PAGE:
Why should some undergraduates get to escape Oxford for an overseas adventure as part of their course? Alec Fullerton investigates.

A year abroad – frivolous jaunt or matchless opportunityKatie McGhee visits the ancient Incan city of Machu Picchu, Peru, during her year in Argentina

By Alec Fullerton (Trinity, 2014)

The year abroad is without a doubt one of the most attractive parts of choosing to study languages. Away from seemingly insurmountable reading lists and fearsome grammar tutors, a year abroad working or studying seems like a blessing.

Does that make the year abroad a ‘doss’ – just an excuse to go ‘off gallivanting around Europe’? To find out, I’ve interrogated a variety of Oxonians about it. What’s the point of a year abroad? What can students gain from them, both linguistically and personally? And how do they prepare students for fourth year and beyond?

James Reid (Wadham, 2012), who read History and German, spent his year abroad in Munich, teaching English in two schools as a British Council language assistant. As well as enjoying the experience (in particular the beer) James said his German benefited enormously. He said: ‘It is definitely the most important part of the whole degree, because Oxford doesn’t have loads of time devoted to speaking sessions in the first two years. Having to spend the majority of your time speaking the language means your fluency develops really quickly.’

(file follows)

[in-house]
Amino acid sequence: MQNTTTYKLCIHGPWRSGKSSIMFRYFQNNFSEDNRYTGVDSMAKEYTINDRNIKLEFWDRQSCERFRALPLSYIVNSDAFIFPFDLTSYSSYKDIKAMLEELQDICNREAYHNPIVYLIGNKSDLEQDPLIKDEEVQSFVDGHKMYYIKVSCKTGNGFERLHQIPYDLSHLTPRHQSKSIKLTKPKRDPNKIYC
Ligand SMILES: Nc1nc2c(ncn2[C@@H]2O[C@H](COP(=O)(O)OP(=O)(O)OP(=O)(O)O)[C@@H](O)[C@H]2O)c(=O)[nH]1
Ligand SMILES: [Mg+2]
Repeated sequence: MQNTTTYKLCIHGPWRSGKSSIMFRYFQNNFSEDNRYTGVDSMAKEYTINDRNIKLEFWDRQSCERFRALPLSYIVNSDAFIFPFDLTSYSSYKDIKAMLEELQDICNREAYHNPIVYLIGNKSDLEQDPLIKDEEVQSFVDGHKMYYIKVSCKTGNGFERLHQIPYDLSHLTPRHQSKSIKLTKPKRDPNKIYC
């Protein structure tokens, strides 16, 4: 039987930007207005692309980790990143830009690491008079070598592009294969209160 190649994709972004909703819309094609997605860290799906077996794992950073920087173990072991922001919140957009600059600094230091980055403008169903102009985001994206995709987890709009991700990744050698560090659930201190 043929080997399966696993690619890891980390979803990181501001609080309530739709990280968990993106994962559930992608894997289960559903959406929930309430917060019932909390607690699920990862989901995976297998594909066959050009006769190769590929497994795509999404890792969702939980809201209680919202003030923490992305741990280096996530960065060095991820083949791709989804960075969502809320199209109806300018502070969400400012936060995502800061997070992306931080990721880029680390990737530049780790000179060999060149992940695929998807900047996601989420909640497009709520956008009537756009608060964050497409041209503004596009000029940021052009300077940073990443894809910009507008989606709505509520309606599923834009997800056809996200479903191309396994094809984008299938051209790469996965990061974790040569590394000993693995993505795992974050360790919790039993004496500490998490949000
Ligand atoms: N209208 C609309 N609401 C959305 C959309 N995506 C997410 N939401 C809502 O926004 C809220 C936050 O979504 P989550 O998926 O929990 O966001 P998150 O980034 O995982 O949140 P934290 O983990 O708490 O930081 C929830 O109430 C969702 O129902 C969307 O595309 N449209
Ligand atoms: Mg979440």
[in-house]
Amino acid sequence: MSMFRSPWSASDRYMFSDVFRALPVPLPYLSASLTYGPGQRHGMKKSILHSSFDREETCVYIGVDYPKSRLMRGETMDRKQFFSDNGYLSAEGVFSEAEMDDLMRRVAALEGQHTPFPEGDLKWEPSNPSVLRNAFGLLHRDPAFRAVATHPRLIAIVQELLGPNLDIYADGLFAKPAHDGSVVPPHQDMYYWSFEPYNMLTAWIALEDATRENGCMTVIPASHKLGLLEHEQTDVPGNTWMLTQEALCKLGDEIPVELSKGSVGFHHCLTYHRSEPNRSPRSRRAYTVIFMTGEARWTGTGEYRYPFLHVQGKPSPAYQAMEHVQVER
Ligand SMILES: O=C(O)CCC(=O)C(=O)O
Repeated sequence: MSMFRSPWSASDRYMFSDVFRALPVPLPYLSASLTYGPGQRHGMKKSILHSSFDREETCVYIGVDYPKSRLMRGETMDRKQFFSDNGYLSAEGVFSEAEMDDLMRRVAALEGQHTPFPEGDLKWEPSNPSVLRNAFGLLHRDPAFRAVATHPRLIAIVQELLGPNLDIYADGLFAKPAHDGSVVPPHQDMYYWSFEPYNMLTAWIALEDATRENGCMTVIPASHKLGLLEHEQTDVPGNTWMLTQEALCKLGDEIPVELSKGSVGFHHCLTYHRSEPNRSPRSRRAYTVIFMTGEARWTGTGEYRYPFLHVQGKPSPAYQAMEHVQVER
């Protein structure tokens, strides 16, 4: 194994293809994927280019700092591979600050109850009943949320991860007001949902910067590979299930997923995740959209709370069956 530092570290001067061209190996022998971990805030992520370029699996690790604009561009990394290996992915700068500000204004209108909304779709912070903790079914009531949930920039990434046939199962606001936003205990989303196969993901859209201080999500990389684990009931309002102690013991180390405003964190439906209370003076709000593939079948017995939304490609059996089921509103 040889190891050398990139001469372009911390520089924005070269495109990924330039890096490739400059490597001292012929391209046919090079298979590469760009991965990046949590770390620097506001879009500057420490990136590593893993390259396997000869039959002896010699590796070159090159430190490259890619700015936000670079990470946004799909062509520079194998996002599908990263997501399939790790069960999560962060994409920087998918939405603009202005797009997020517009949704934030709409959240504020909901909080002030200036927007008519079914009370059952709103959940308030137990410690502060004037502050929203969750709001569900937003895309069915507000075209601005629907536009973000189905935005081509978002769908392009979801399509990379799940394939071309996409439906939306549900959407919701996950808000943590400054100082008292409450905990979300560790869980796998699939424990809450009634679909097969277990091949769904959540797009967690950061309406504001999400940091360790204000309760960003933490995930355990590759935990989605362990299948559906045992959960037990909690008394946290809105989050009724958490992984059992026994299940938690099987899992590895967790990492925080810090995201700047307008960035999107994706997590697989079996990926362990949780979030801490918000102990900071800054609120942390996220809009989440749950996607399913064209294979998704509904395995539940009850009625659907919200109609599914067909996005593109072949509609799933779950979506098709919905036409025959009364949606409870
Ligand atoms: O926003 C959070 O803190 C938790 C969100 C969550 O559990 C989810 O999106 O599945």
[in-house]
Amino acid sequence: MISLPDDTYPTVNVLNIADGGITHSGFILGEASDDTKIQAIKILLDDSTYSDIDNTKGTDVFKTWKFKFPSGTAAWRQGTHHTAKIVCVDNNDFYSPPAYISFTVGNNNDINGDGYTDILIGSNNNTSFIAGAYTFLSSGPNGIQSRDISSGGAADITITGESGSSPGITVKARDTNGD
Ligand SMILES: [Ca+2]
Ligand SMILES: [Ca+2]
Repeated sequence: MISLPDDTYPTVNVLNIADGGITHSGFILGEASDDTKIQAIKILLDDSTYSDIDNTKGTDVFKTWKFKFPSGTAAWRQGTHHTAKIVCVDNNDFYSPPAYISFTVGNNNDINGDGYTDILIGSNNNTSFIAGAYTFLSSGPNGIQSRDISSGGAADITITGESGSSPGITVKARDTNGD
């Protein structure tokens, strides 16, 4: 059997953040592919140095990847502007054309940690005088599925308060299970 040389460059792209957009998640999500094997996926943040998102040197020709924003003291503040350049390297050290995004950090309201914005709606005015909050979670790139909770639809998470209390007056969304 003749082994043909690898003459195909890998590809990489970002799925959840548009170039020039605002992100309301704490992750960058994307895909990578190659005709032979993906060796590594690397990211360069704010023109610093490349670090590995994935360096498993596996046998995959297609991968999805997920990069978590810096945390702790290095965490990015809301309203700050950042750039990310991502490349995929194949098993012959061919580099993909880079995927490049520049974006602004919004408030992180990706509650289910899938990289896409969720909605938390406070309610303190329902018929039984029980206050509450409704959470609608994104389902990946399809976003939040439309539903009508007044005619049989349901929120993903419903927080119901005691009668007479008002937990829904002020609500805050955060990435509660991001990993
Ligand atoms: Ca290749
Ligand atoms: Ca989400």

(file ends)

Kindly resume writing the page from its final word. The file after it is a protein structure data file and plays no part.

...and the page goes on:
A year abroad – frivolous jaunt or matchless opportunityJames Reid, right, samples the local pilsner in Munich

James also found opportunities outside the classroom. ‘The school I was at is the only school in Bavaria that plays rugby, so I helped out with coaching. Having to explain everything in German means you improve quickly.’

He thinks it has all dramatically increased his employability. After graduating, James completed an internship in Berlin and has a training contract with a London law firm. ‘The general experience and personal development has made me more confident in interviews, more prepared to try different things. It shows you can be organised, independent and you’re not going to find it hard to adapt to the real world.’